|The Ride to the Park.|
No place this size in a temperate climate can match the Great Smoky Mountains National Park’s variety of plant and animal species. Here are more tree species than in northern Europe, 1,500 flowering plants, dozens of native fish, and over 200 species of birds and 60 of mammals. Most of the park is now managed as wilderness.
The Cherokee described these mountains as shaconage, meaning “blue like smoke.” They farmed the land and built log homes. The Cherokee tried to adapt to the Europeans, but the newcomers took their land. During the 1790s white settlement began in the lowlands and climbed the hills as eastern farmland became scarce and commercial agriculture migrated to the Midwest. The Eastern Band of Cherokee now lives on its reservation next to the national park. Most tribe members are descendants of those not forcibly removed in the 1830s.
Alarmed at commercial logging threats to the forests, Congress authorized the park in 1926. Established in 1934, this was among the first national parks assembled from private lands. The states of North Carolina and Tennessee, private citizens and groups, and schools contributed money to purchase these lands for donation to the federal government. (information from National Park brochure)
The park brochure mentions that from your vehicle you can see a lot of what the Smokies have to offer and we believe they are right. We did stop and get out several times for a better view but you really do see a lot riding along. We drove into the park at Townsend and turned left onto the Little River Road, this road follows the river just about the entire way to the Sugarland Visitor Center. From there we took Newfound Gap Road as far as the Clingmans Dome Road. We took this road to Clingmans Dome. We then backtracked to Gatlinburg and turned at the number 8 traffic light, they are numbered, and took The Cherokee Orchard Road and the Roaring Fork Motor Nature Trail.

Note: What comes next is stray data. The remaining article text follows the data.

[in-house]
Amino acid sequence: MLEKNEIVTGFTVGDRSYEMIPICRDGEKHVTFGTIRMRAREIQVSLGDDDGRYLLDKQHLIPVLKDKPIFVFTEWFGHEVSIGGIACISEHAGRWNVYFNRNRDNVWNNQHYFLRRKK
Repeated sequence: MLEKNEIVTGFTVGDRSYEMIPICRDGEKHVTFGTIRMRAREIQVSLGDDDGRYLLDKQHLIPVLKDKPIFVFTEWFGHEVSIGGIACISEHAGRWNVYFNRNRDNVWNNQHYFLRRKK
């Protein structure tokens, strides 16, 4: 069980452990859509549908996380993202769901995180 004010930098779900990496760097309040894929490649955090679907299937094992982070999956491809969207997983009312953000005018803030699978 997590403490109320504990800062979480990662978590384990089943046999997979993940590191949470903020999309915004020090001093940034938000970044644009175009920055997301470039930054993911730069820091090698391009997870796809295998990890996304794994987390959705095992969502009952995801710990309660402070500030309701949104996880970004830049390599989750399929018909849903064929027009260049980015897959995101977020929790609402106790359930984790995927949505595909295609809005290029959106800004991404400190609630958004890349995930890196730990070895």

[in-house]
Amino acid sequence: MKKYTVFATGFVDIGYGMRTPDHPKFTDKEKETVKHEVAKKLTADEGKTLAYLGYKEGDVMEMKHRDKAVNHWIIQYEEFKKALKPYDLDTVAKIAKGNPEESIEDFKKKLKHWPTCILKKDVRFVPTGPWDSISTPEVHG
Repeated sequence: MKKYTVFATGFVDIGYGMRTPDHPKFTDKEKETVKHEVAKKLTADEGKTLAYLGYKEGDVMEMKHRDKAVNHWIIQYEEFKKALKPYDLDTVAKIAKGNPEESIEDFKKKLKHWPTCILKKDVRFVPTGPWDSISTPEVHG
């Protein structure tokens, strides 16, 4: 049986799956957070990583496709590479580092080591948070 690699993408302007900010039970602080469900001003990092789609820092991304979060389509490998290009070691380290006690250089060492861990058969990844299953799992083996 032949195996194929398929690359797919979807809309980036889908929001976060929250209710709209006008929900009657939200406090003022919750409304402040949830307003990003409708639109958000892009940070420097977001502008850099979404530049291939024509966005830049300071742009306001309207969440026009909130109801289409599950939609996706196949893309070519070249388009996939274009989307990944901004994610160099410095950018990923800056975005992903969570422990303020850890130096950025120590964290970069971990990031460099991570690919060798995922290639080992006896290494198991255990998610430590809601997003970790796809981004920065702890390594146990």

The only thing that would have made this visit nicer would have been blue skies. We did not have a lot of sun so some of the pictures are dark. Yet with all the wild flowers, the hardwoods just starting to get their leaves, the evergreens, green grass, rivers flowing besides the road, green moss, stone outcroppings, and the ever present mountains the beauty of this national park cannot help but shine through even with grey skies.
(Side note: at the first stop we made we ran into a couple from Niagara, WI on there way home after a couple of weeks in Florida. Ends up he worked at the same paper mill, for 6 years after the Niagara Mill closed, that Tom did and though they had never met before new several of the same people. Small world as the saying goes.)
Little River Road
|The Little River|
|More of the River|
Newfound Gap Road
This is the only route over the Great Smoky Mountains. It stretches 31 miles from Gatlinburg, TN to Cherokee, NC.
|We had to do it...|
a foot in each state.
|The Little Pigeon River|
|Wildflowers Covering the Hillside|
(to many little black flying bugs we ate inside)
Clingmans Dome Road
This 7 mile road takes you to Clingmans Dome and the trailhead for a steep half-mile walk up to Clingmans Dome tower and the highest point in the Smokies (6,643 feet)
|The Road Up|
|Some of the trees talked about below.|
|The Beautiful Smoky Mountains|
|This was as high up as we went.|
Maybe we will walk up to the tower next time,
Cherokee Orchard Road & Roaring Fork Motor Nature Trail
|This sign describes the road ahead|
|The bottom 3 are of the Cherokee Orchard Road|
|The Beautiful Green Moss|
|Roaring Fork Stream|
|A Beautiful Falls along the road|
|Passed this small house just after leaving the park.|
(Now this is living next to the road.)
This was the end of our visit for today. There is a lot to see and do in this park and the surrounding areas and like other National Parks we have visited one day does not due it justice. There are other roads to explore and several short hikes we would like to do in the future. The hope is we have the opportunity to visit this park and enjoy its beauty many more times.
And when you get the choice
to sit it out or dance
I hope you dance
~Lee Ann Womack